Saturday, August 22, 2009

The Tao of the Tractatus

Tractatus Logico-Philosophicus by Ludwig Wittgenstein:
6.54 My propositions are elucidatory in this way: he who understands me finally recognizes them as senseless, when he has climbed out through them, on them, over them. (He must so to speak throw away the ladder, after he has climbed up on it).

He must surmount these propositions; then he sees the world rightly.

From The Tao of Jeet Kune Do by Bruce Lee:
Again let me remind you Jeet Kune Do is just a name used, a boat to get one across, and once across it is to be discarded and not to be carried on one's back.


Timeshadows said...

Okay, if that is the summation of your previous post (which seemed to go in a very different direction), then yes, we agree.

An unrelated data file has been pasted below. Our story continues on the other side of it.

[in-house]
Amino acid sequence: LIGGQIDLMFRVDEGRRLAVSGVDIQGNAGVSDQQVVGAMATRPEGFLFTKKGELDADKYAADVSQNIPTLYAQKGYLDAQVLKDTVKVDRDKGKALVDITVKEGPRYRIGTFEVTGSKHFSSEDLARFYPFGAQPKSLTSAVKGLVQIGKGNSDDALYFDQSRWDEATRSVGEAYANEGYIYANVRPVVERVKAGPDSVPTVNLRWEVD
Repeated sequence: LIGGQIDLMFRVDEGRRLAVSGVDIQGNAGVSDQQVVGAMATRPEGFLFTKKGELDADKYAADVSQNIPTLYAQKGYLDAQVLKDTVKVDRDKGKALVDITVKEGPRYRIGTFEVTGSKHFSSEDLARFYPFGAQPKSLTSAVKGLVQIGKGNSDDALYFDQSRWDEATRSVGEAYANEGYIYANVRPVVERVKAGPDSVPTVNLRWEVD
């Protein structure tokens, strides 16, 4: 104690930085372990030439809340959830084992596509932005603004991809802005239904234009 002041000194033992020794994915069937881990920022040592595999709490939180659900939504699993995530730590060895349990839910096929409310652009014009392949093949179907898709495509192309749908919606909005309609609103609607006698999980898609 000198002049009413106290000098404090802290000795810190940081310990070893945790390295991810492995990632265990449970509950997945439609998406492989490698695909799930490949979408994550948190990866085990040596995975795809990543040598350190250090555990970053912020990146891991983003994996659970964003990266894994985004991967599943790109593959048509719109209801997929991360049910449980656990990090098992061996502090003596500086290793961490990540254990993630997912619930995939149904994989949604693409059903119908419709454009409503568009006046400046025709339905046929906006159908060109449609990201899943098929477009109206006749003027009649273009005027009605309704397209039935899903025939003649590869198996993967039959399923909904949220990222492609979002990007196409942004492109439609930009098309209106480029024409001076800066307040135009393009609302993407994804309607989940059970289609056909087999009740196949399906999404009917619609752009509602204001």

--Not that that means a fig. ;)

Carter Kaplan said...

Very droll, Timeshadows.

Of course the first post is chiefly concerned with W's later phase, while this more recent post concerns the early phase. Both phases, however, are predicated upon his revolutionary concept of philosophy, which isn't at all revolutionary if you consider Locke, who basically viewed philosophy the same way, and who was a _real_ revolutionary, incidentally. For further reading, in this thread, I suggest Matthew Stewart's treatment of Wittgenstein in his _Truth About Everything_ in which Wittgenstein is described as "The Catcher in the Philosophy Department."

Timeshadows said...

Why thank you, Carter.

& thanks for the additional reading suggestion.